I’ve been hoping to take a Platinum or ZIatype workshop for a while now and my local community darkroom/gallery hosted one this past Saturday, with Jessica Somers teaching us the Ziatype process. I have seen her work before and knew she was an excellent artist, so it was great to see her in a workshop environment. I didn’t know much about the process itself except that the few prints I’ve seen with it looked interesting.
As she explained, it was developed in the early 1980s in New Mexico (who’s state flag has the Zia sun symbol) from early process, the name of which escapes me. But suffice to say it is more an ‘alternative’ process rather than a strictly historical process. We started off by salting the Arches Platine paper we’d be using for the prints. This was a simple solution 8g of gelatin (Knox from the grocery store), 18g of sodium citrate, and 20g of ammonium chloride, all in 1 liter of distilled water. It has to be kept warm, ~110F while the salting process happens. That is just a matter of putting a number of sheets, say about 7-8, in the tray with the salt/gelatin solution, and slowly rotating them through for a couple minutes till they are well saturated. To keep the solution warm, a larger tray has a warm water bath. We then let these dry outside on the line.
As it turns out, the Ziatype process is influenced by the ambient humidity. Our workshop started off as a typical summer day in CT, with humidity prob in the 60% range, which Jess told us was about perfect. The moisture in the paper from the salting process also helped some.
The Ziatype process itself is rather simple. In a room without UV light, you coat your salted paper with a mixture of equal parts ammonium ferric oxalate and lithium palladium chloride. For our prints, this ended up being about 11 drops of each. You then coat the emulsion on the paper using a moistened hake brush (the moisture ensuring the bristles do not take up too much of the emulsion in the coating process), drying the emulsion till the paper has some ‘snap’ (this took some trial and error, which is where having an experienced person teaching you helps immensely)., then you put your negative (a digital one, with a Ziatype curve applied) in contact with the emulsion, and you expose to UV.
For all of mine, I used a simple contact frame with a piece of tape on the top edge of the digital negative so I could easily re-registered when checking for exposure. We used the outside shade or direct sun, depending on what we were going for. The great thing about Ziatype is that is self-masking, so your shadows won’t overdevelop if you leave it in the UV too long. The other great thing is it a print-out process, so as you examine the print, it is almost as the end result will, save for the brownish-yellow emulsion showing in the highlight areas that will wash out in the various rinses. We used a few different washes after the exposure: 5 mins in a running water wash, 5 mins in a citric acid bath, 1 min in a water bath, 5 mins in a sodium sulfite bath, and a final 20 min wash. We then hung them outside to dry. I took all these with my iPhone rather than bothering to scan them in.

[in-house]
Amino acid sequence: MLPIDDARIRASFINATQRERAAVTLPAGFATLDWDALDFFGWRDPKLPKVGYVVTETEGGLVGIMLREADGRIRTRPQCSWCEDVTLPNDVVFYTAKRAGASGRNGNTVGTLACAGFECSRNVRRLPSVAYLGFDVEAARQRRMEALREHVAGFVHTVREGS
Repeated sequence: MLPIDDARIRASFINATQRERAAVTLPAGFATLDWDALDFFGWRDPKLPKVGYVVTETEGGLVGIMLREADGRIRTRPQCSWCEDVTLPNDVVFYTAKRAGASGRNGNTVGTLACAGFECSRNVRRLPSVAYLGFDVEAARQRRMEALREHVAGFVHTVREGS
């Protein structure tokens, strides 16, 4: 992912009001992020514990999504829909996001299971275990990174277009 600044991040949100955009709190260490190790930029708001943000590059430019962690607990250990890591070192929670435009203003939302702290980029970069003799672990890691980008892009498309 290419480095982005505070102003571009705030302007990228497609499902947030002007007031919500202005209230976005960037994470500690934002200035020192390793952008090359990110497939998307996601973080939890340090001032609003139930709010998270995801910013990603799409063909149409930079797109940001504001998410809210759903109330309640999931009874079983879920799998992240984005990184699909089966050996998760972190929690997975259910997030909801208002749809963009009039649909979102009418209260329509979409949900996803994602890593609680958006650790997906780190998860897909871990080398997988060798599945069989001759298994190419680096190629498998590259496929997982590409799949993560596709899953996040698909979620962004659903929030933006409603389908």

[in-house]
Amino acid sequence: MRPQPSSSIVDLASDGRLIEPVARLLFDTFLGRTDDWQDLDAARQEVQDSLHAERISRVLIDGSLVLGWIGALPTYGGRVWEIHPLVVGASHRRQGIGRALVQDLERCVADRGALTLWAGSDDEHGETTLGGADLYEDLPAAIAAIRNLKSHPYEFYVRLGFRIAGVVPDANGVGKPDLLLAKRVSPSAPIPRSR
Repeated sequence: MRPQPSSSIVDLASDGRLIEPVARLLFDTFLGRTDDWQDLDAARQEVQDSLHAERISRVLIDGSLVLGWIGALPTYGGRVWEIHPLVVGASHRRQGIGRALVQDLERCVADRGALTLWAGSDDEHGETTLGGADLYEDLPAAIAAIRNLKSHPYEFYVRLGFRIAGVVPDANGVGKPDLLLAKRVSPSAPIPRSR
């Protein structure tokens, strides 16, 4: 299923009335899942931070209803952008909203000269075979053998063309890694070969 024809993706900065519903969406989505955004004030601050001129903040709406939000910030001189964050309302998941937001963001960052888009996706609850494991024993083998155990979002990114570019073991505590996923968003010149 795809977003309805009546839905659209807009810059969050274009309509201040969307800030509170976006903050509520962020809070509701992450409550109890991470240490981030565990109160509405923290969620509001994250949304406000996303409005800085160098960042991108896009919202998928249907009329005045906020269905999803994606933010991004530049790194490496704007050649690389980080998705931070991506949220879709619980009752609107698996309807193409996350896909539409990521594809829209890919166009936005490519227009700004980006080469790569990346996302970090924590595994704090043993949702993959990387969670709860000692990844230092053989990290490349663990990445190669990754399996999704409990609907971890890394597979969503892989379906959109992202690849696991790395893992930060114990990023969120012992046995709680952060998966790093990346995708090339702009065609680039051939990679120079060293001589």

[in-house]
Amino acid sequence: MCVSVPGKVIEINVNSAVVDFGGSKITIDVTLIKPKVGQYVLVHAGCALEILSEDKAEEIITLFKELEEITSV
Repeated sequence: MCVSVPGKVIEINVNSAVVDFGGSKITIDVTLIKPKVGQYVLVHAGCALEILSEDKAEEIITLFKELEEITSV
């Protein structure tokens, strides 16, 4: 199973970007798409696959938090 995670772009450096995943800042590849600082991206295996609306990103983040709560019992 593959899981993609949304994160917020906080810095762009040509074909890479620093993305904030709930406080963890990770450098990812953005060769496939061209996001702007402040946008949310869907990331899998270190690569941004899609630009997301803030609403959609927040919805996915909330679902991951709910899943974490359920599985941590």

As it turned out, I think my first print turned out to be my best result. It could be the source digital negative was better for this process than some of the high-key ones.
My steampunk shot I thought might be tough to translate to any of these alt processes. One option we had was to try replacing the Lithium Palladium with gold drop-for-drop, which results in a cooler tone but boosts contrast. I tried a single drop for this print and it probably made it too contrasty. Still it has kind of a cool look.
I chose this photo because I wanted to see how the process dealt with shadow detail, and when I was first exposing it, and brought it in for the first examination I thought “oh no, I ruined it!”. The area around the sign looked like a brown-black blob. I think it was just my eyes adjusting to the low-light inside of the gallery from the sunlight. When Jess picked it up out of the print frame and held it up to better light, it basically looked similar to how it turned out.
We ran out of salted paper, so myself and another workshop student salted a whole bunch of more sheets. But while those were drying, I decided to try an unsalted sheet to see the difference. This is another fairly contrasty, high-key shot. It got more of a sepia tone than I expected, but reading up on the Ziatype in “Alternative Photographic Processes” by Christopher James, Ziatypes sometimes exhibit this when humidity is below optimum. It could be that not going through the salting process resulted in a little less moisture available during the exposure. Also the ambient humidity seemed to be dropping some during the day. On close inspection, it also has more of a mottled look to it, which Jess thought was because of the lack of the salted paper.
My last print of the workshop was a negative I purposely had with lots of mid-tone detail in the tree trunk. For this one I also experimented with the gold again, this time substituting 2 drops for the lithium palladium. It definitely exhibits a much cooler tone than the others. I think 3 drops might have made this start going a little purplish, which it has hints of already.
It is probably an affectation some people hate, but I started purposely adding light brush strokes way outside the print area. I kind of like the way it looks though if I was showing these, I would probably place the mat to hide them. But I like the ‘crafty’ look it gives the prints. In some ways it is a signature as each print will be unique.
I had fun and learned a lot, which is exactly what you want out of any workshop. Thanks to Jessica Somers and http://photosynthesisct.com for hosting. This process seems like something I can work on at my own home without too much issue, and could be super simple to do in the evenings if I build a UV exposure unit of some kind.